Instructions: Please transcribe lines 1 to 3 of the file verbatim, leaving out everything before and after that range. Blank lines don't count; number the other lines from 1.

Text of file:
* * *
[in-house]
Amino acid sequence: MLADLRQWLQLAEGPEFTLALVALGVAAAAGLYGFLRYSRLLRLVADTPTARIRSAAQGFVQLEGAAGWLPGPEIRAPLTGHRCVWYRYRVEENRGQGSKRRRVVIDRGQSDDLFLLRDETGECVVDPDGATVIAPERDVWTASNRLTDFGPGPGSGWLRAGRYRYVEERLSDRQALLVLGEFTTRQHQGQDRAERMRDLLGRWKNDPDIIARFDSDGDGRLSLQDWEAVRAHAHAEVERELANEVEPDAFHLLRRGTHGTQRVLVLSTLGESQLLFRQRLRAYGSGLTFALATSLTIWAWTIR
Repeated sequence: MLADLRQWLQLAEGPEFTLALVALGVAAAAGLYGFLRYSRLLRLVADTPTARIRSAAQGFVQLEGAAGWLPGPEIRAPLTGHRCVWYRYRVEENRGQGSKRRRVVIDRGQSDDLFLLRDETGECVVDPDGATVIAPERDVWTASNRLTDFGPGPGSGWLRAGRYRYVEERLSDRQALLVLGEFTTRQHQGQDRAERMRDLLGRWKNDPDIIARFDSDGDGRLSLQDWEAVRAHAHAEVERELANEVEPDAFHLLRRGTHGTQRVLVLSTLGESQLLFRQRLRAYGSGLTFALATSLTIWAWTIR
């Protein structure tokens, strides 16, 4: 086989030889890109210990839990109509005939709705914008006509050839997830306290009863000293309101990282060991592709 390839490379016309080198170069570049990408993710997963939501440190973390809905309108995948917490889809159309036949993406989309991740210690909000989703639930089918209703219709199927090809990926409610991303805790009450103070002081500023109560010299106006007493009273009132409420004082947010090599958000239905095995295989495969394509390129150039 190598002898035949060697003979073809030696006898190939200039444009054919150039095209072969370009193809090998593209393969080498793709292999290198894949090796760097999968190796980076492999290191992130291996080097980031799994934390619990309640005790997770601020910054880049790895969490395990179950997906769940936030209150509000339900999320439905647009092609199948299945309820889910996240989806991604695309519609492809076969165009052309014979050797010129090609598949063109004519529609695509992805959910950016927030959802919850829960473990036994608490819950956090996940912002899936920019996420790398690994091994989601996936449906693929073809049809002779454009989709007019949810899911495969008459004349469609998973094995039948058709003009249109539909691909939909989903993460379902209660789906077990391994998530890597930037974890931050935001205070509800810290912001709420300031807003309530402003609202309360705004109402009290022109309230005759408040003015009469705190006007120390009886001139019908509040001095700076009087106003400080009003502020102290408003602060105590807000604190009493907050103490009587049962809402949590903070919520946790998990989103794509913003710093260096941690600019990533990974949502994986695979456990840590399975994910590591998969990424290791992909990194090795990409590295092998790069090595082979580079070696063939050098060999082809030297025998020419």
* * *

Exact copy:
[in-house]
Amino acid sequence: MLADLRQWLQLAEGPEFTLALVALGVAAAAGLYGFLRYSRLLRLVADTPTARIRSAAQGFVQLEGAAGWLPGPEIRAPLTGHRCVWYRYRVEENRGQGSKRRRVVIDRGQSDDLFLLRDETGECVVDPDGATVIAPERDVWTASNRLTDFGPGPGSGWLRAGRYRYVEERLSDRQALLVLGEFTTRQHQGQDRAERMRDLLGRWKNDPDIIARFDSDGDGRLSLQDWEAVRAHAHAEVERELANEVEPDAFHLLRRGTHGTQRVLVLSTLGESQLLFRQRLRAYGSGLTFALATSLTIWAWTIR
Repeated sequence: MLADLRQWLQLAEGPEFTLALVALGVAAAAGLYGFLRYSRLLRLVADTPTARIRSAAQGFVQLEGAAGWLPGPEIRAPLTGHRCVWYRYRVEENRGQGSKRRRVVIDRGQSDDLFLLRDETGECVVDPDGATVIAPERDVWTASNRLTDFGPGPGSGWLRAGRYRYVEERLSDRQALLVLGEFTTRQHQGQDRAERMRDLLGRWKNDPDIIARFDSDGDGRLSLQDWEAVRAHAHAEVERELANEVEPDAFHLLRRGTHGTQRVLVLSTLGESQLLFRQRLRAYGSGLTFALATSLTIWAWTIR